Butter and healthy fats are delicious and healthy, yes healthy! So why have they been vilified for so long, well the truth is that money talks and influences far more so in this world than truth.
In her book, The Big Fat Surprise: Why Butter, Meat, and Cheese Belong in a Healthy Diet, Nina Teicholz reveals the truth about healthy fats. Stop cheating your health and taste buds and become informed.
For far to long healthy fats have been lumped into the lies, myths and misinformation about fat that have become believed and regurgitated by so many. This is not to say that there are not unhealthy fats, there certainly are but not all fats are unhealthy. Healthy fats are necessary for a healthy body and life. One very important note on fats and oils of any kind is that never should they be over heated. The heat level is different for different types of fat and oils, so it is important to understand this when cooking and using. Example, Olive oil should never he heated, I use butter extensively in cooking and baking, coconut oil in higher heat cooking.
Most countries have regulated or outright banned the use of harmful trans fats, and the food industry has changed to the use of vegetable oils. While the banning of trans-fat is a very good move, unfortunately a move to industrial produced vegetable oil is far from an ideal or healthy replacement. Like trans-fat, vegetable and even nut oils when over heated degrade and oxidize, and it is this oxidation that makes the oils toxic. One very important byproduct of oxidation of oil is called aldehyde (cyclic aldehydes) formation, which studies have shown cause high levels of inflammation and increased LDL cholesterol (another misunderstood function in the human body – more on this in an upcoming article) associated with increased heart disease.
In addition to inflammation and LDL damage, animal studied have also shown that cyclic aldehydes cause toxic shock through gastric damage, which in addition to gastrointestinal related disease also is consistent with the rise in immune problems. Fat in the diet has been inaccurately associated with increased heart disease and LDL cholesterol primarily due to flawed and manipulated research in the past. Lumping all fats under “fats” has vilified the good and essential fats along with the bad.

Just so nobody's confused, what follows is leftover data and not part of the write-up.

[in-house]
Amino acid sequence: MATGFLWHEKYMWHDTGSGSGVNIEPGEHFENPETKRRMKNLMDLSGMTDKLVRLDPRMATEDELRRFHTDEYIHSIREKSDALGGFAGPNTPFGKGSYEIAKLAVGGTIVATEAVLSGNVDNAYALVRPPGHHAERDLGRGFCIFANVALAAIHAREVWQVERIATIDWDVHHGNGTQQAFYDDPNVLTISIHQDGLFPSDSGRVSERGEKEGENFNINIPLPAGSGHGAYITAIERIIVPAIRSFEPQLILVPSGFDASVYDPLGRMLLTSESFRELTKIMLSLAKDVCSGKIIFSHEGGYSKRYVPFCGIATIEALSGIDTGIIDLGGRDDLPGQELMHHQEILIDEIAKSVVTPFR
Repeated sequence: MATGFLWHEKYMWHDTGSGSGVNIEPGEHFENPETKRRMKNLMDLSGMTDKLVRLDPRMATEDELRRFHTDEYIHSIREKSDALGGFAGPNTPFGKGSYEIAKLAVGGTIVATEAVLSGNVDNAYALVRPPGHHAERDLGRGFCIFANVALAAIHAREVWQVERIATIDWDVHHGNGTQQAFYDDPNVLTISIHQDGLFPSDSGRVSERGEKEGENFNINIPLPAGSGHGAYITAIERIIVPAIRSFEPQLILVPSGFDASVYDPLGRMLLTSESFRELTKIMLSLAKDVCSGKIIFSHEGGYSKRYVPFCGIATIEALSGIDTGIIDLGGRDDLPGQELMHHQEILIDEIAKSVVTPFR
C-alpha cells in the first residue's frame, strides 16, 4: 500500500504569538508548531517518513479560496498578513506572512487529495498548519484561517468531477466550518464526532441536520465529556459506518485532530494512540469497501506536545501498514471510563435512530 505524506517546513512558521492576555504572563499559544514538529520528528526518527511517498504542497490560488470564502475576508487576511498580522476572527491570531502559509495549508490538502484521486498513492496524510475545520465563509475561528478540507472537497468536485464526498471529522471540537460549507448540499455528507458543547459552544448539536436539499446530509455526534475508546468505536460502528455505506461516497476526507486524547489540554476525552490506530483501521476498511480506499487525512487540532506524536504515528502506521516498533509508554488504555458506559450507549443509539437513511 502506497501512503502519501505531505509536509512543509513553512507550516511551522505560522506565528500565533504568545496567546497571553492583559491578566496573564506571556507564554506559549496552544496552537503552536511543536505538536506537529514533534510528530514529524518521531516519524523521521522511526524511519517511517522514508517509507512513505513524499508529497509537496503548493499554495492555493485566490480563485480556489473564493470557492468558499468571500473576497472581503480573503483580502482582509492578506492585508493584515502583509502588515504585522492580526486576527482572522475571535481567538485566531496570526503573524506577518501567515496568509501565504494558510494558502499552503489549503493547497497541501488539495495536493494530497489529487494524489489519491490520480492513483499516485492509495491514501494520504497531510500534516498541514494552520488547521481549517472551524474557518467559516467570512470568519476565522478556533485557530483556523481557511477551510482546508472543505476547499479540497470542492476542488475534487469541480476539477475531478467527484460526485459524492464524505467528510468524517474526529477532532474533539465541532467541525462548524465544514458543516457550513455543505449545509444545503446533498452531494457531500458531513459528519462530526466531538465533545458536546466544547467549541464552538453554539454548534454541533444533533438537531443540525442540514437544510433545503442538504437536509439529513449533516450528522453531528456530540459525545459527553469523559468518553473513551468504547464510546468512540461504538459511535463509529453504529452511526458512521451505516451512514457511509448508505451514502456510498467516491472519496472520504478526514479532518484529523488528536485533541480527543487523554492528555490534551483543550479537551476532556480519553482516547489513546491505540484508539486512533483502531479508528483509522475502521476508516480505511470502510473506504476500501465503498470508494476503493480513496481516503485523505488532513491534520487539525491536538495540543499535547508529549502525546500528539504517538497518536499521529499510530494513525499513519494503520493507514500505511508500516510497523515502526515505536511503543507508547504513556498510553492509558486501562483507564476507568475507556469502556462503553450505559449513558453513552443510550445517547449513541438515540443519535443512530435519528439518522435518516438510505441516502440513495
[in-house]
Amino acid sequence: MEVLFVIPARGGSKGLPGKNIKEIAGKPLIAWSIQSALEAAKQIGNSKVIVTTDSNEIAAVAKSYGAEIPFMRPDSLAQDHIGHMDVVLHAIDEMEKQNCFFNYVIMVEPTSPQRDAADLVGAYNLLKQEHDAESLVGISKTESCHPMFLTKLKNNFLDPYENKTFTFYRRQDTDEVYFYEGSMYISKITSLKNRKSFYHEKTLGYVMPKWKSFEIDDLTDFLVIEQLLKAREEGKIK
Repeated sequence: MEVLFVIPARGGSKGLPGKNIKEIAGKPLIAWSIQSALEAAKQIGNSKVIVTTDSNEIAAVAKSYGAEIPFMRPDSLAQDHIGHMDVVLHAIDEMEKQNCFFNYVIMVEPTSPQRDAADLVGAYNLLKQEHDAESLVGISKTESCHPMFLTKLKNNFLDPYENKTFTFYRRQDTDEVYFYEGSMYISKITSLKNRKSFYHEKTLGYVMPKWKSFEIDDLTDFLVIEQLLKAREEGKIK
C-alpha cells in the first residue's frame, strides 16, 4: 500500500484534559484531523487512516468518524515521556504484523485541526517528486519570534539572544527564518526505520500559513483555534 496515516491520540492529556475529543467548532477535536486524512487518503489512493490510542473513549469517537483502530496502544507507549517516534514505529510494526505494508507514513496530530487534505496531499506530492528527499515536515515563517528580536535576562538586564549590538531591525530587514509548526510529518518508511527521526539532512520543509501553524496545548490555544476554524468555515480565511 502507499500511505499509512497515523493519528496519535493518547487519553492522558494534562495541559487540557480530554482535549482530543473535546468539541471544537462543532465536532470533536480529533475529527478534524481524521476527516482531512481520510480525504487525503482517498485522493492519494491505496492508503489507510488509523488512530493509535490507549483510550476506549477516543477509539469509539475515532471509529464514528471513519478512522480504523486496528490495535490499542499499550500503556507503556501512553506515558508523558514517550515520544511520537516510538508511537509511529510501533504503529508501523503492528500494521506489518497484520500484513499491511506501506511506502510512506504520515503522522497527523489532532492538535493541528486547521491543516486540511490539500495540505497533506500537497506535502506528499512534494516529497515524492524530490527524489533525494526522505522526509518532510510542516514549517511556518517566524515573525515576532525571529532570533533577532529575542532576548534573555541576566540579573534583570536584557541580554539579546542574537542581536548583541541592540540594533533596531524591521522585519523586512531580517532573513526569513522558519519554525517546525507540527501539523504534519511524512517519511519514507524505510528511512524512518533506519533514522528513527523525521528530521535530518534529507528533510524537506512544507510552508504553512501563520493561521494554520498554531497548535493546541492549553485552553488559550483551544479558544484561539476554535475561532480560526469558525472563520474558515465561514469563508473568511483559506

The magic in saturated fat
Essential fats as one person in the documentary movie on fat and carbohydrates “Cereal Killers” states “there is magic in fat” is quite correct. Healthy essential fats are just that, both healthy and essential for good health. In effect there is magic in fat!
We all seem to know that olive oil is good for you but saturated fats from animals (beef, pork, lamb, chicken with the skin, full cream dairy etc) and tropical vegetables (coconut oil, palm oil etc) have been vilified as bad for you, when in fact they are essential and offer your body a large number of health benefits. Your body cannot function without saturated fats as it needs them for the healthy function of your; Bones, Cell Membranes, Heart, Hormones, Immune system, Liver, Lungs, Weight Loss (they satiate/reduction of hunger, aid in the burning of body fats and sugar), insulin regulation/resistance and Genetic Regulation.
When you look at the list of body organs and functions above that are influenced by saturated fats, there really isn;t much more left in the human body that saturated fats in a diet don’t benefit. The proper use of fats and oils is important to the health benefits or damage that oils and fats offer.
Using fats and oils properly
As stated previously, not all oils and fats can be used in the same manner. Some old should only be used cold or at room temperature while others can be lightly heated and others can be heated to greater degrees. Oil and fats should never be heated to a degree that they smoke or darken, at this point the oil of fat has become oxidized and toxic.
Cold oils: These are oils that have a very low heat or smoke threshold, they should never be heated as oxidation of the oil occurs quite quickly. These oils include; olive, sesame, cold pressed nut and seed oils, butter.
Light heated or warmed oils: These are oils with a slightly higher heat or smoke threshold and can be warmed. These oils should not be used for deep or pan frying of foods. Heating these oils slightly enhances the flavour of the oils and is about the only reason to heat them. These oils include all of the cold oils.
Higher heat oils: Deep frying or high heat frying of food, while not fully recommended by me, if done should be done at temperatures between 350° and 375° Fahrenheit. Lower than 325° and the oil will be absorbed into the food, making for greasy food. Higher than 375° and oxidation in the oil forms and become toxic. The oils to use include: Animal fats (Lard and Tallow), palm oil, coconut oil, butter, safflower, sunflower, peanut (allergy alert), vegetable oil such as canola (I do not use or recommend vegetable oils or canola, or corn(gmo) or soy (gmo)).
For more on oils and fats to use and not use – go here
Don’t fear the fat as there is magic in fat.